In addition to the VCI 32, the master controller 12 comprises means 42 for routing control signals to a device specified by a selection command received at the VCI 32. FIG. 4 depicts the master controller 12 having one slave controller 14 and two medical devices in electrical communication therewith. The master controller includes the VCI 32 as well as the means 42 for routing control signals. Once the speech has been extracted and decoded into either a selection command, or a control command, the specific command is transmitted to the Central Processor 44 of the master controller 12.
In the preferred embodiment, the means 42 for routing control signals is incorporated into the central processor 44 of the master controller 12. The means 42 for routing is essentially an addressable multiplexer and has a memory of the addresses for each device and their associated one of the plurality of communication ports 46 to which they are connected. If the addresses are stored in the decoder 40, then the central processor 44 will be in communication with that memory.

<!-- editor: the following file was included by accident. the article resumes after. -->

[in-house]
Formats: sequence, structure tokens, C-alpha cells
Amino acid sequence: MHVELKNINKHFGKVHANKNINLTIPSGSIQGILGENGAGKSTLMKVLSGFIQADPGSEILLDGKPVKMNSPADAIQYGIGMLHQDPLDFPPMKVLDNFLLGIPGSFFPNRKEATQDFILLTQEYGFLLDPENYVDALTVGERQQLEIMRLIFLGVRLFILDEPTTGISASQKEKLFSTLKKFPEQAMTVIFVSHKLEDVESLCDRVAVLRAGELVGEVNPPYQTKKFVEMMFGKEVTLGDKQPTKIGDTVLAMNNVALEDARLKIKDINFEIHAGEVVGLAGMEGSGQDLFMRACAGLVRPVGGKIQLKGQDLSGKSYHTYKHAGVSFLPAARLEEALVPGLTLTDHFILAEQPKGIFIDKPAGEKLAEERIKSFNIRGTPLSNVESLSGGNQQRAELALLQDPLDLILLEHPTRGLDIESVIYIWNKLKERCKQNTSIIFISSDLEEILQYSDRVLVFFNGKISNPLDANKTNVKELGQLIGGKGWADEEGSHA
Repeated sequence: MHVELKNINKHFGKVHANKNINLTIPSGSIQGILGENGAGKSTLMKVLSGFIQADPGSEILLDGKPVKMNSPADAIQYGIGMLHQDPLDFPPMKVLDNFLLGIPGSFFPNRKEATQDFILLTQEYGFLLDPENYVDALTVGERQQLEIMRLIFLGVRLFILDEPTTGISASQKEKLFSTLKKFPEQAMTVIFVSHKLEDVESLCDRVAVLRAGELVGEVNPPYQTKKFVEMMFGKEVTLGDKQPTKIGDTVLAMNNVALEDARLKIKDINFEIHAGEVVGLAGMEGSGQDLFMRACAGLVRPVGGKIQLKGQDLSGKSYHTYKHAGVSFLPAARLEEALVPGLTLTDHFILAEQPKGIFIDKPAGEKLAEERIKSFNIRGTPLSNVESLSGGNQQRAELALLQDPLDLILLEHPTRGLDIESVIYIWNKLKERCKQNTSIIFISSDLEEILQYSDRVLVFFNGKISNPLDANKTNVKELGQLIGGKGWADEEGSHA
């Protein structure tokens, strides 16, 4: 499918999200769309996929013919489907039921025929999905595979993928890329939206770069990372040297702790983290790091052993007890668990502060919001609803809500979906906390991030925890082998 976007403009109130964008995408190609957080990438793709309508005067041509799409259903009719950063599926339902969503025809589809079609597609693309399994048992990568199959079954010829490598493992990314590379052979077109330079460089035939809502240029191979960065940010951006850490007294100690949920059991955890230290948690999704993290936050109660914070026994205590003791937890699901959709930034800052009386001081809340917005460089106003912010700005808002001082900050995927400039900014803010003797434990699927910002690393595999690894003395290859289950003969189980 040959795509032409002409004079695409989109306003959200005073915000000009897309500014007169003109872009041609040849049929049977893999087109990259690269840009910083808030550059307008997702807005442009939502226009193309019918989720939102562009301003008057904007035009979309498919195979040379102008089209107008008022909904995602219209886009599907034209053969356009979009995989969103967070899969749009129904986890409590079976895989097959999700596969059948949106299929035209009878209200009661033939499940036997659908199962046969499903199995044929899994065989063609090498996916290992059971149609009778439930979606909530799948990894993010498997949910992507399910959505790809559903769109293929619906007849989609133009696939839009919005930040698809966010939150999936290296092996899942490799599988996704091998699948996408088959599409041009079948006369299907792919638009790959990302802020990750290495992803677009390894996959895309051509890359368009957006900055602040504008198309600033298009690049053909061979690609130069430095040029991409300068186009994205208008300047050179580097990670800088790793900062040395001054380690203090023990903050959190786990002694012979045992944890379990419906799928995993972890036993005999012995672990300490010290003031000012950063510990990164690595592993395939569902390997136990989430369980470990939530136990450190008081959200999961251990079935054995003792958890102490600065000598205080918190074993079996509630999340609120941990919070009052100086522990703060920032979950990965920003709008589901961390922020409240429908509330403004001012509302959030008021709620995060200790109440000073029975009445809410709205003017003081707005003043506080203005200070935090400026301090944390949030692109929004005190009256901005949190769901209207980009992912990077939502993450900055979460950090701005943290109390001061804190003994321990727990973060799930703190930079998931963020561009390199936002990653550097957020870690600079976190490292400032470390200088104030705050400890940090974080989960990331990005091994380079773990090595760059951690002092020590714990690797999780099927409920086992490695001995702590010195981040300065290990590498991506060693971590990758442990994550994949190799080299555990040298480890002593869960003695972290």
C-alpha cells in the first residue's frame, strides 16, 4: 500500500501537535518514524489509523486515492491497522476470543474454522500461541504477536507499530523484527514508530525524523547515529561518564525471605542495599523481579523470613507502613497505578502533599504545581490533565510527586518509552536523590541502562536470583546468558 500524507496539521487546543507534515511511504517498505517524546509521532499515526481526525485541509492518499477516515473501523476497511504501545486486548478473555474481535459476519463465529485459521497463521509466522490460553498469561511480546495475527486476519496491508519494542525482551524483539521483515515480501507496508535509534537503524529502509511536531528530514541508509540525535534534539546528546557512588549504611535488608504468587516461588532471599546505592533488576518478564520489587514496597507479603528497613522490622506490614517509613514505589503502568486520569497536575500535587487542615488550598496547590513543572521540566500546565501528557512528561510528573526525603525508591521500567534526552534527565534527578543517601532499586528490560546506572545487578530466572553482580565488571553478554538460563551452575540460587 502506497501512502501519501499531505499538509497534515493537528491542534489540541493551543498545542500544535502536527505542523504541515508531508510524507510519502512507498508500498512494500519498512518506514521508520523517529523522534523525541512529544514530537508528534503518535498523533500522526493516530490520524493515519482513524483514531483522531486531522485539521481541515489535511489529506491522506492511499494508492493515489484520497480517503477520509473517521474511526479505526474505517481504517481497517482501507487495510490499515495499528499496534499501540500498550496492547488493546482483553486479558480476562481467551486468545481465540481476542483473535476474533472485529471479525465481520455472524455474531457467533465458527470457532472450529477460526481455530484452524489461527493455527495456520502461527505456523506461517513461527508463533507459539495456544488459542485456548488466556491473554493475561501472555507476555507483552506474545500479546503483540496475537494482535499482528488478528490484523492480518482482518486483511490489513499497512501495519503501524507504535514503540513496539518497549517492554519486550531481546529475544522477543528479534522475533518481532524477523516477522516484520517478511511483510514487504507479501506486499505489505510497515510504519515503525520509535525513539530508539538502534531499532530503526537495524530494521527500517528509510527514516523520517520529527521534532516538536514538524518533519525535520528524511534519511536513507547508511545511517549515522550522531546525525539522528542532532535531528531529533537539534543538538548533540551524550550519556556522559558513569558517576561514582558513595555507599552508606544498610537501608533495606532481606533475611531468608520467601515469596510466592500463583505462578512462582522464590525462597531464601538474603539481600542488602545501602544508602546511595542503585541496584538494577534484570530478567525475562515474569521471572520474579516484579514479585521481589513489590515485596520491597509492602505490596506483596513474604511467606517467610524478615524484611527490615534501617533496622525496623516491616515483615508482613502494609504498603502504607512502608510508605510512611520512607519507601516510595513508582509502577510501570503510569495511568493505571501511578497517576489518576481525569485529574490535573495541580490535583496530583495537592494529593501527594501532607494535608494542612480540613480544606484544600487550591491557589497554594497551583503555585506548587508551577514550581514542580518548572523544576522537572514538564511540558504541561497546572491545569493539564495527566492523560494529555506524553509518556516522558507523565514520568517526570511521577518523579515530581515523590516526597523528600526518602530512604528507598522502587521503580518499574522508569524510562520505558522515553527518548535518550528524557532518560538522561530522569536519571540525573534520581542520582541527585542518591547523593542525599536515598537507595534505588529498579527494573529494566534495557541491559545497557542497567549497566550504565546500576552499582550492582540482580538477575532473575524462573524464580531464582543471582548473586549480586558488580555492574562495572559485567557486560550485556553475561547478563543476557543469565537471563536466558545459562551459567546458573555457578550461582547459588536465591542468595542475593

The means 42 for routing, takes the packet 50 of information or the control signal, if the information is to be sent to a slave 14, checks which of the plurality of communication ports 46 it is to direct the information to and then directs the information to the desired one of the plurality 46 of ports.
The addresses and their associated ports are uploaded into the master 12 upon startup of the system. This procedure is embedded in the software and such a procedure is well-known in the art.